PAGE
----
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Ted Cruz Pitches Himself As The Politician With Outsider Cred

Republican presidential candidate Sen. Ted Cruz, R-Texas, speaks in Rockwell City, Iowa, during a campaign stop on Oct. 12.
Charlie Neibergall
Republican presidential candidate Sen. Ted Cruz, R-Texas, speaks in Rockwell City, Iowa, during a campaign stop on Oct. 12.

In this presidential campaign, political outsiders are outshining experienced politicians.

To succeed with the conservative Republican base in the early-voting state of Iowa, Ted Cruz will need to win over supporters of both outsiders and insiders vying for the nomination.

At a restaurant in the Mississippi River town of Keokuk, Iowa, this week, the Texas senator addressed a full room over a loudspeaker.

"God bless the great state of Iowa," Cruz said. "I spent most of last week in Washington, D.C., so it is great to be back in America."

If you think Washington just needs some minor adjustments, Cruz said, "I ain't your guy."

Since Cruz was elected to the Senate in 2012, he's developed a reputation for being disliked not just by Democrats, but by many in his own party.

Sandra Johnson, who lives in Keokuk, said that's a reason to like him.

"I'm looking for a non-establishment candidate, definitely," she said. "Because I think they're not in tune with the rest of the country; they're only interested in their own careers a lot of times."

Maybe not surprisingly, Johnson is also drawn to the three candidates who've never held office: billionaire Donald Trump, retired neurosurgeon Ben Carson, and former Hewlett Packard CEO Carly Fiorina.

Trump's anti-immigration rhetoric has won him the adoration of many Tea Party conservatives, a group Cruz has also identified with.

In one of his most popular lines, Cruz joked that he would defend the U.S.-Mexico border by shuttering the IRS and sending the tax collectors south.

"Imagine you traveled thousands of miles in the blazing sun. You're swimming across the Rio Grande. And the first thing you see is 90,000 IRS agents," Cruz said, eliciting laughter and applause. "You'd turn around and go home, too."

He took a different tone when he talks about his father's immigration from Cuba. Cruz said his father was a revolutionary who was tortured, beaten and jailed. At one point, he said, his father thought he might die in jail.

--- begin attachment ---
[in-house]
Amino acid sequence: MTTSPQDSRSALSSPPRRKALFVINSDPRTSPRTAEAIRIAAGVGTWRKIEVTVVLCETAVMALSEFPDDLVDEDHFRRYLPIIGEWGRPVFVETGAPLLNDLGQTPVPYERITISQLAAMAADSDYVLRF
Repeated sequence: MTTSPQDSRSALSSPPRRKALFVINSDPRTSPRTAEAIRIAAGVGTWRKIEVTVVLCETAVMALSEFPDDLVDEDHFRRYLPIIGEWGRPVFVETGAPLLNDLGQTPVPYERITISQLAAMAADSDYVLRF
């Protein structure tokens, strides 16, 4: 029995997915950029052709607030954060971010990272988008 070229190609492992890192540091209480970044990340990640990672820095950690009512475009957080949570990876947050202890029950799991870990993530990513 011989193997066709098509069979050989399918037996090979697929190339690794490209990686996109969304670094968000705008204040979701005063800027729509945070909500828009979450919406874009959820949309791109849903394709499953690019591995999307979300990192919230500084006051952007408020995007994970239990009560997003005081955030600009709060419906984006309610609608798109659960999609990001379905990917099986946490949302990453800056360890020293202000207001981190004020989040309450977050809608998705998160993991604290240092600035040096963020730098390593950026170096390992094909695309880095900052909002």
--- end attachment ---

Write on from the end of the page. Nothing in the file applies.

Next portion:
"But thankfully, God had different plans for my father. He got out that jail and he fled Cuba in 1957."

Cruz also told a story about his mother, who went to college over her father's objections and became a computer programmer. It was the 1950s, Cruz said, and she deliberately didn't learn to type.

"She said, 'I didn't want to be walking down the hall, and have a man stop me and say, "Sweetheart, would you type this for me?" ' "

That feels like a pitch to women who might be drawn to Carly Fiorina's story of rising from secretary to CEO in the male-dominated corporate world.

Cruz also highlights his wife Heidi, introducing her as "beautiful" and "brilliant," and self-deprecatingly joking that she has "exceptionally poor eyesight."

A Harvard Business School grad, Heidi Cruz said she wrestled with whether to take time away from her career at the investment firm Goldman-Sachs to join the campaign.

"Just like every one of you, I had a choice," she told Iowa voters.

She's been appearing alongside her husband and appealing to a traditional GOP voting block — evangelicals.

"This is where God has placed all of us. Not Ted and I, but all of us in this room, to take our country back," she said.

Cruz's Iowa campaign director, Bryan English, says the path to victory is a "slow, steady build" toward the Iowa Caucuses in February, pulling support from across the GOP field.

"We're not just going after the guys that are ahead of us in the polls; we're looking to pull the support from the folks that are below us in the polls as well," English said. "We want everyone to come to caucus for us."

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Sarah McCammon worked for Iowa Public Radio as Morning Edition Host from January 2010 until December 2013.
Sarah McCammon
Sarah McCammon is a National Correspondent covering the Mid-Atlantic and Southeast for NPR. Her work focuses on political, social and cultural divides in America, including abortion and reproductive rights, and the intersections of politics and religion. She's also a frequent guest host for NPR news magazines, podcasts and special coverage.

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